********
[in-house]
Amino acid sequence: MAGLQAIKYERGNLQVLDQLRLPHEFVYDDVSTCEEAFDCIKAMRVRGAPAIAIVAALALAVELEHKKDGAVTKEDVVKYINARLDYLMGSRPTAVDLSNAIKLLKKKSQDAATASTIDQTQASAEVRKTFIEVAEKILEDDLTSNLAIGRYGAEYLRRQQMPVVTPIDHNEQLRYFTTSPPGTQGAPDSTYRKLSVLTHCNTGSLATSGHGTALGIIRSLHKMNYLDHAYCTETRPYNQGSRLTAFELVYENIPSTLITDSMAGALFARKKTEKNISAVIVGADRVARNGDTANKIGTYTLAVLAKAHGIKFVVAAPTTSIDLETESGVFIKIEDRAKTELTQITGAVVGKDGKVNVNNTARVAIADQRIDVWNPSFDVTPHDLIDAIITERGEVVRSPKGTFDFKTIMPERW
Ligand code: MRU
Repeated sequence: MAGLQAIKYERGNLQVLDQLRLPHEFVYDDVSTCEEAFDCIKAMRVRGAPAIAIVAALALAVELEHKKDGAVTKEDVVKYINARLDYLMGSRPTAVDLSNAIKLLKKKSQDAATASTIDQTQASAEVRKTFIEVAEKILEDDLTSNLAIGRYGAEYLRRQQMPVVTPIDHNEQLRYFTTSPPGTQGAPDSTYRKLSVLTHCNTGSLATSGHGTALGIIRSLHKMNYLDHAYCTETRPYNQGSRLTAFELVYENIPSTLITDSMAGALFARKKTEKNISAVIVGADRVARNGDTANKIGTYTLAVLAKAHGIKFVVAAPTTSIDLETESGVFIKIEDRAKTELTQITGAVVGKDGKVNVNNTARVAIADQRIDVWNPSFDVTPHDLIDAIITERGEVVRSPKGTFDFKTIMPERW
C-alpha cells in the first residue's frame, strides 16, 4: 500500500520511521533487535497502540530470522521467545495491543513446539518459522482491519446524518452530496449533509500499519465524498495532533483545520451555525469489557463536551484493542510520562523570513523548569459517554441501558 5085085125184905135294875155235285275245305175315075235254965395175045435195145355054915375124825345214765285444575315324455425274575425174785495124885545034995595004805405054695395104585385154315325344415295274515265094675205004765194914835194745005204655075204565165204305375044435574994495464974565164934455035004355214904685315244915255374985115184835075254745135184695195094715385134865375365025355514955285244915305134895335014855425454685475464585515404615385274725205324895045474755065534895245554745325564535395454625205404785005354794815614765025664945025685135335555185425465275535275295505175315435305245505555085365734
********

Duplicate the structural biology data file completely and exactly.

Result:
[in-house]
Amino acid sequence: MAGLQAIKYERGNLQVLDQLRLPHEFVYDDVSTCEEAFDCIKAMRVRGAPAIAIVAALALAVELEHKKDGAVTKEDVVKYINARLDYLMGSRPTAVDLSNAIKLLKKKSQDAATASTIDQTQASAEVRKTFIEVAEKILEDDLTSNLAIGRYGAEYLRRQQMPVVTPIDHNEQLRYFTTSPPGTQGAPDSTYRKLSVLTHCNTGSLATSGHGTALGIIRSLHKMNYLDHAYCTETRPYNQGSRLTAFELVYENIPSTLITDSMAGALFARKKTEKNISAVIVGADRVARNGDTANKIGTYTLAVLAKAHGIKFVVAAPTTSIDLETESGVFIKIEDRAKTELTQITGAVVGKDGKVNVNNTARVAIADQRIDVWNPSFDVTPHDLIDAIITERGEVVRSPKGTFDFKTIMPERW
Ligand code: MRU
Repeated sequence: MAGLQAIKYERGNLQVLDQLRLPHEFVYDDVSTCEEAFDCIKAMRVRGAPAIAIVAALALAVELEHKKDGAVTKEDVVKYINARLDYLMGSRPTAVDLSNAIKLLKKKSQDAATASTIDQTQASAEVRKTFIEVAEKILEDDLTSNLAIGRYGAEYLRRQQMPVVTPIDHNEQLRYFTTSPPGTQGAPDSTYRKLSVLTHCNTGSLATSGHGTALGIIRSLHKMNYLDHAYCTETRPYNQGSRLTAFELVYENIPSTLITDSMAGALFARKKTEKNISAVIVGADRVARNGDTANKIGTYTLAVLAKAHGIKFVVAAPTTSIDLETESGVFIKIEDRAKTELTQITGAVVGKDGKVNVNNTARVAIADQRIDVWNPSFDVTPHDLIDAIITERGEVVRSPKGTFDFKTIMPERW
C-alpha cells in the first residue's frame, strides 16, 4: 500500500520511521533487535497502540530470522521467545495491543513446539518459522482491519446524518452530496449533509500499519465524498495532533483545520451555525469489557463536551484493542510520562523570513523548569459517554441501558 5085085125184905135294875155235285275245305175315075235254965395175045435195145355054915375124825345214765285444575315324455425274575425174785495124885545034995595004805405054695395104585385154315325344415295274515265094675205004765194914835194745005204655075204565165204305375044435574994495464974565164934455035004355214904685315244915255374985115184835075254745135184695195094715385134865375365025355514955285244915305134895335014855425454685475464585515404615385274725205324895045474755065534895245554745325564535395454625205404785005354794815614765025664945025685135335555185425465275535275295505175315435305245505555085365734